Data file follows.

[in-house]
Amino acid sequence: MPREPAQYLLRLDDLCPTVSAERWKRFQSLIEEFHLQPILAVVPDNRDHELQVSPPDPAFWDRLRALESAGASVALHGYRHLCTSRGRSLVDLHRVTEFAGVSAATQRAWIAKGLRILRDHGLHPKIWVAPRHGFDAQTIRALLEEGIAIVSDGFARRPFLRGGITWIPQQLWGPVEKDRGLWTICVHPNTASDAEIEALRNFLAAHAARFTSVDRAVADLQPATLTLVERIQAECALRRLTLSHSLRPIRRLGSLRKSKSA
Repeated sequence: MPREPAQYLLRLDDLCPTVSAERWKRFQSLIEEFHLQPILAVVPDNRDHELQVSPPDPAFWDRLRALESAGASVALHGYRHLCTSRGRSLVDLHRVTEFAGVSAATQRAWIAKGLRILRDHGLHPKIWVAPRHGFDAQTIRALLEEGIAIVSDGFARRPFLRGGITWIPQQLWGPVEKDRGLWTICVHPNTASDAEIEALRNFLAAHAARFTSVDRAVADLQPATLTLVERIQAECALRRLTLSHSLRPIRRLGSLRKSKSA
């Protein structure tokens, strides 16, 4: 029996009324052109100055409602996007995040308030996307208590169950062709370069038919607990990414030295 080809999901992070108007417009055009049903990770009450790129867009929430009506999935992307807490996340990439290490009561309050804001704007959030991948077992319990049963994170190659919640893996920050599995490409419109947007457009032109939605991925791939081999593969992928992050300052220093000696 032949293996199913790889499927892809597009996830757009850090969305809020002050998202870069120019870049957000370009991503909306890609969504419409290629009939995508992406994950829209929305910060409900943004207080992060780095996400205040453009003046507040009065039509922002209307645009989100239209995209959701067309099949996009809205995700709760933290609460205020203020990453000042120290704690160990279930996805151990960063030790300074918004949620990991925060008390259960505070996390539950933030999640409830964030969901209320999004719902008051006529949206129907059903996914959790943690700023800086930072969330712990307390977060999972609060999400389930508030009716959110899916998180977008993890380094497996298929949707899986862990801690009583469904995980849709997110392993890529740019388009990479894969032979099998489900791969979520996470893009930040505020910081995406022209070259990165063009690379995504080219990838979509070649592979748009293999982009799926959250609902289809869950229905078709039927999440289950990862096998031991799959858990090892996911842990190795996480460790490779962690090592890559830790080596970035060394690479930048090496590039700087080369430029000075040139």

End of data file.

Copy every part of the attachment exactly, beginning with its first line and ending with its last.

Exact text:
[in-house]
Amino acid sequence: MPREPAQYLLRLDDLCPTVSAERWKRFQSLIEEFHLQPILAVVPDNRDHELQVSPPDPAFWDRLRALESAGASVALHGYRHLCTSRGRSLVDLHRVTEFAGVSAATQRAWIAKGLRILRDHGLHPKIWVAPRHGFDAQTIRALLEEGIAIVSDGFARRPFLRGGITWIPQQLWGPVEKDRGLWTICVHPNTASDAEIEALRNFLAAHAARFTSVDRAVADLQPATLTLVERIQAECALRRLTLSHSLRPIRRLGSLRKSKSA
Repeated sequence: MPREPAQYLLRLDDLCPTVSAERWKRFQSLIEEFHLQPILAVVPDNRDHELQVSPPDPAFWDRLRALESAGASVALHGYRHLCTSRGRSLVDLHRVTEFAGVSAATQRAWIAKGLRILRDHGLHPKIWVAPRHGFDAQTIRALLEEGIAIVSDGFARRPFLRGGITWIPQQLWGPVEKDRGLWTICVHPNTASDAEIEALRNFLAAHAARFTSVDRAVADLQPATLTLVERIQAECALRRLTLSHSLRPIRRLGSLRKSKSA
């Protein structure tokens, strides 16, 4: 029996009324052109100055409602996007995040308030996307208590169950062709370069038919607990990414030295 080809999901992070108007417009055009049903990770009450790129867009929430009506999935992307807490996340990439290490009561309050804001704007959030991948077992319990049963994170190659919640893996920050599995490409419109947007457009032109939605991925791939081999593969992928992050300052220093000696 032949293996199913790889499927892809597009996830757009850090969305809020002050998202870069120019870049957000370009991503909306890609969504419409290629009939995508992406994950829209929305910060409900943004207080992060780095996400205040453009003046507040009065039509922002209307645009989100239209995209959701067309099949996009809205995700709760933290609460205020203020990453000042120290704690160990279930996805151990960063030790300074918004949620990991925060008390259960505070996390539950933030999640409830964030969901209320999004719902008051006529949206129907059903996914959790943690700023800086930072969330712990307390977060999972609060999400389930508030009716959110899916998180977008993890380094497996298929949707899986862990801690009583469904995980849709997110392993890529740019388009990479894969032979099998489900791969979520996470893009930040505020910081995406022209070259990165063009690379995504080219990838979509070649592979748009293999982009799926959250609902289809869950229905078709039927999440289950990862096998031991799959858990090892996911842990190795996480460790490779962690090592890559830790080596970035060394690479930048090496590039700087080369430029000075040139």